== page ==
Children Catching Their Breath

School-based health centers may improve access to health care among low-income, elementary school-age children.

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Pediatric asthma is the most common serious lung disease among children and adolescents in the United States. Childhood asthma leads to preventable outcomes such as hospital stays, missed days at school, and higher health care costs. Rates of asthma and adverse outcomes are higher among non-Hispanic Black children, adding to the long list of troubling health disparities in the U.S.

Policy makers and health care providers increasingly recognize that school-based health centers (SBHCs) can provide important access to primary care for all children as well as asthma care and case management. SBHCs are physically located in or near schools and, at a minimum, provide primary health care and other services (such as dental and mental health care) when possible.

The number of SBHCs in the U.S. grew from 1,135 in 1999 to 2,584 in 2017, reflecting their importance as a medical home for low-income and racial/ethnic minority children. Despite this growth and generally positive effects on children’s health, only 40 % of all SBHCs are in elementary schools and approximately 1,000 of more than 67,000 public elementary schools have an SBHC.

In 2020, our team examined the effects of new elementary SBHCs in three different geographic areas of Georgia (metro, small urban, and rural).  These schools also differed with respect to their dominant racial and ethnic student populations: Hispanic (91%), non-Hispanic Black (89%), and non-Hispanic white (91%). This created an opportunity to assess effects on access to primary and preventive care among publicly insured (Medicaid or the Children’s Health Insurance Program-CHIP) children across these areas/groups.

With access to these new SBHCs, well-child visits and flu immunizations increased among children with Medicaid/CHIP insurance in the predominantly non-Hispanic Black and Hispanic schools. Nutrition counseling increased in the Hispanic school. And dental visits increased in the non-Hispanic Black school.

While asthma cannot be cured it can be better managed.

While asthma cannot be cured it can be better managed. In our more recent work, we examined the effects of these SBHCs on asthma case management for children insured by Medicaid/CHIP. Compared to areas without an SBHC, asthmatic children with access to an SBHC were more likely to have 3 or more asthma-related visits and receive asthma-relief. Children in SBHC schools also had greater access to asthma-control medications during the school year. As in our earlier study, we saw these effects only among users of the predominantly non-Hispanic Black and Hispanic SBHCs. These positive outcomes were largest in the SBHC serving mostly non-Hispanic Black students.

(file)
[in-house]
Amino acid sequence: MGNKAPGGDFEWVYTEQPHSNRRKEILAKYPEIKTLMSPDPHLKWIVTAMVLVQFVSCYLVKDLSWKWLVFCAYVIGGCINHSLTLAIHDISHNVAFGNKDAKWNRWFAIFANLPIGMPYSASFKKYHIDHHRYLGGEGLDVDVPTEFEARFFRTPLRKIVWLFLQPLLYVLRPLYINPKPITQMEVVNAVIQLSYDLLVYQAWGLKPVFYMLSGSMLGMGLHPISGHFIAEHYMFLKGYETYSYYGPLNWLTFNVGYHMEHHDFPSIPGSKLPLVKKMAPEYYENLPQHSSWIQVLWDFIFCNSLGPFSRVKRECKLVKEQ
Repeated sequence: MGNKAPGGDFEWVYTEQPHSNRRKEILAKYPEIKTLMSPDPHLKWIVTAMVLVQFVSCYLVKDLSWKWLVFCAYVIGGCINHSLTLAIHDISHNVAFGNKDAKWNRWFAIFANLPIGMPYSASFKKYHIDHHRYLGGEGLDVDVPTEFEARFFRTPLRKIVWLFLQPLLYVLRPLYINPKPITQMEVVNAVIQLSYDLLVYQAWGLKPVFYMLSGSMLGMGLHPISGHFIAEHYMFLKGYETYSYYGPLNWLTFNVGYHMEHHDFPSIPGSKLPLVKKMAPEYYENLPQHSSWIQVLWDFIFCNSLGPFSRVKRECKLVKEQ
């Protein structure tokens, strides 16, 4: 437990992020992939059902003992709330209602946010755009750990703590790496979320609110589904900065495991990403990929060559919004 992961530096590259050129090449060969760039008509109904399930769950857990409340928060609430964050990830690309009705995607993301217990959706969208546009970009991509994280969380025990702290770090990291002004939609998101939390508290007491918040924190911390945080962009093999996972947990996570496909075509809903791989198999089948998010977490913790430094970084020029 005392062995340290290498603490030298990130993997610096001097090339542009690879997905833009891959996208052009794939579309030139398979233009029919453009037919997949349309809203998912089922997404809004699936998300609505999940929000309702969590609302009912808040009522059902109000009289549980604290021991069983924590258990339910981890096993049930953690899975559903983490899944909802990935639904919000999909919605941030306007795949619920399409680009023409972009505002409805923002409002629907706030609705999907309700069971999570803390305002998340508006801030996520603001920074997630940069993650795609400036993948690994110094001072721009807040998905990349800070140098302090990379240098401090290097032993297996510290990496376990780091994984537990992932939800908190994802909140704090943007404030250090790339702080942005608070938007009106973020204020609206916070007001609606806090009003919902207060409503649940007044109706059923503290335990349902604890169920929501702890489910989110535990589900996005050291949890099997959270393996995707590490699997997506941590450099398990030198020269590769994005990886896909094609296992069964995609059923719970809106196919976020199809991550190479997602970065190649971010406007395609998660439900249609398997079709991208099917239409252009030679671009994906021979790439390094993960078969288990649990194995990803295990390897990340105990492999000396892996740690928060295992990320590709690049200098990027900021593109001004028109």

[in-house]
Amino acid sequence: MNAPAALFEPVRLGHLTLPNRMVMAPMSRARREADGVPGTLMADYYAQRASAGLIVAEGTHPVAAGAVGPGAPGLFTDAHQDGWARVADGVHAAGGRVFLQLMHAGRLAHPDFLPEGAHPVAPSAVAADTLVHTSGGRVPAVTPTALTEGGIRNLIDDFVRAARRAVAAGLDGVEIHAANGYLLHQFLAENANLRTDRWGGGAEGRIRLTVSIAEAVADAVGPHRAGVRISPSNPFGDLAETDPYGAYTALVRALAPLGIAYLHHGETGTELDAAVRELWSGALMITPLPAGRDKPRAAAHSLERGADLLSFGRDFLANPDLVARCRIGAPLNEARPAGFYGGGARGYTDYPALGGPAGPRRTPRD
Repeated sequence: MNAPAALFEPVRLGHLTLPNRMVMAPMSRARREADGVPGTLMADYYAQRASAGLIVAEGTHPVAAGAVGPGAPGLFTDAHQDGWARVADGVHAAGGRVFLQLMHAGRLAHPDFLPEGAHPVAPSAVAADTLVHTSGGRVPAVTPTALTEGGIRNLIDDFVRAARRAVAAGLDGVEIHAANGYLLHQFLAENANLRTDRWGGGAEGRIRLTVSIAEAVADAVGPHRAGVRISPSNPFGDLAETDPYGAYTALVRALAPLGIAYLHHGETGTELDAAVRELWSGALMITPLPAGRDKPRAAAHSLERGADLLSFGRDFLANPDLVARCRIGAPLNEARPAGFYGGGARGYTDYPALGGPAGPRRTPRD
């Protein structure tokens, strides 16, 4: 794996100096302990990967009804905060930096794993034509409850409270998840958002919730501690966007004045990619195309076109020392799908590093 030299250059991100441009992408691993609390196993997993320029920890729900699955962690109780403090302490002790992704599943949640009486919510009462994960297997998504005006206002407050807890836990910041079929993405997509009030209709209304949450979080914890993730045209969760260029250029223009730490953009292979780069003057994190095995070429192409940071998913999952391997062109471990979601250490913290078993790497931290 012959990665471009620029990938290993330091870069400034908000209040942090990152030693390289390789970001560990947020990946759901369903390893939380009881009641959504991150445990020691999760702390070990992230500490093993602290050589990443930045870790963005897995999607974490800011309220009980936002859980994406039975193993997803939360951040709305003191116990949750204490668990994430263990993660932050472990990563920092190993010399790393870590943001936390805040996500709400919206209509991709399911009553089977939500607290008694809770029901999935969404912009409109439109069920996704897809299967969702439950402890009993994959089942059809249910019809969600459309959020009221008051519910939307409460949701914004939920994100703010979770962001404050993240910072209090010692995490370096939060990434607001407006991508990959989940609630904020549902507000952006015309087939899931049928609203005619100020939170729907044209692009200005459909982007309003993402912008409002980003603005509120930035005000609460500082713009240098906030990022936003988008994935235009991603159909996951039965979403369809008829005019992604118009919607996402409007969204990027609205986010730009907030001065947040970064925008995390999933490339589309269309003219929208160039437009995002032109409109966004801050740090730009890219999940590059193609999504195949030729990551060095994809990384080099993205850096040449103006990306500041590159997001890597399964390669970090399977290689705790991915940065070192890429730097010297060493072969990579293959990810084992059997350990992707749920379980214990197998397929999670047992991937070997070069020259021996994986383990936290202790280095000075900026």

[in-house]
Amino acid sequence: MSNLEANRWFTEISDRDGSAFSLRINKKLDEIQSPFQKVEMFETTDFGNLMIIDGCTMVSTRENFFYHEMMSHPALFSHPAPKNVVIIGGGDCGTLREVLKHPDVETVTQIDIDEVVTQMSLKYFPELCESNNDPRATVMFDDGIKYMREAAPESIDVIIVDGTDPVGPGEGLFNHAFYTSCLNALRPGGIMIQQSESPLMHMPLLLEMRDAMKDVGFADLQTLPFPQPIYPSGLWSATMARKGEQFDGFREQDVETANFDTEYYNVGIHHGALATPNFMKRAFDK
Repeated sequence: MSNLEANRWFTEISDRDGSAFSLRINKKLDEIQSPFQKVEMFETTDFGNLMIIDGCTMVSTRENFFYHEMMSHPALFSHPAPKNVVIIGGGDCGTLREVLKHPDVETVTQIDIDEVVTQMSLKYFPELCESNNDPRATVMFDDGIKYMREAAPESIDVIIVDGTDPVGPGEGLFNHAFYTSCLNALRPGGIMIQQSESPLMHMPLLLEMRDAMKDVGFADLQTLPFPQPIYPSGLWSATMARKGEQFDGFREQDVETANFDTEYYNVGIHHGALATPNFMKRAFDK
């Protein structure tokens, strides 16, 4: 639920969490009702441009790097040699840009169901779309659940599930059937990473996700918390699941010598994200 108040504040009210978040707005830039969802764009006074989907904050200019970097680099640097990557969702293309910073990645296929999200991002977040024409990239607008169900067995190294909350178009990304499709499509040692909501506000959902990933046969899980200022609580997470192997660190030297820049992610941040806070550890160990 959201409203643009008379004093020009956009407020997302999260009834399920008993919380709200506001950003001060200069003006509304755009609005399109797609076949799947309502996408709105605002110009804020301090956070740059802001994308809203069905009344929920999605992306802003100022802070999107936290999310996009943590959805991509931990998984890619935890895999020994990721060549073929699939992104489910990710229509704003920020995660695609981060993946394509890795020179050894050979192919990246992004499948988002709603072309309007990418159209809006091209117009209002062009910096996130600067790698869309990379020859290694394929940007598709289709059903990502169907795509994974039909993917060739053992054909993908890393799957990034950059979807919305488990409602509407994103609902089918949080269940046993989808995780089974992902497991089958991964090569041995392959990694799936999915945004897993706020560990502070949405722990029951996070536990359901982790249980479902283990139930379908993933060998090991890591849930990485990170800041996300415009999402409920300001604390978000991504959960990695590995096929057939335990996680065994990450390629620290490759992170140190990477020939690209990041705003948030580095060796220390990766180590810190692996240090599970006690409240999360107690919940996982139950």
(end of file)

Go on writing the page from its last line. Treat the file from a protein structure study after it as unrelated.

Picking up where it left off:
These findings point to the potential of SBHCs to improve access to needed health care among low-income, elementary school-age children. A key factor in SBHCs’ success has been the financial sustainability afforded them when Federally Qualified Health Centers (FQHCs) “sponsor” them as their umbrella organization. More than 80% of the current 80 SBHCs in Georgia, along with most other SBHCs nationally, have FQHCs as their umbrella organization.

Although financial sustainability is key to the growth of elementary SBHCs, they can only be effective if families use them as a key point of access to health care for their children. The differences in outcomes seen across the SBHCs we studied indicate that cultural differences and other barriers (language, for example) can reduce their effectiveness. It will be important for the those implementing and managing SBHCs to recognize cultural limitations and barriers across geographic areas (rural versus urban) and racial/ethnic groups (non-Hispanic white versus non-Hispanic Black versus Hispanic) in order to increase community buy-in and use of SBHCs by all eligible children.

We gratefully acknowledge our colleagues and co-authors on the manuscript: Carol J. Hogue, Daniela Franco-Montoya, Peter J. Joski and Jonathan N. Hawley. This work was supported by funding through the National Institute on Minority Health and Health Disparities. 

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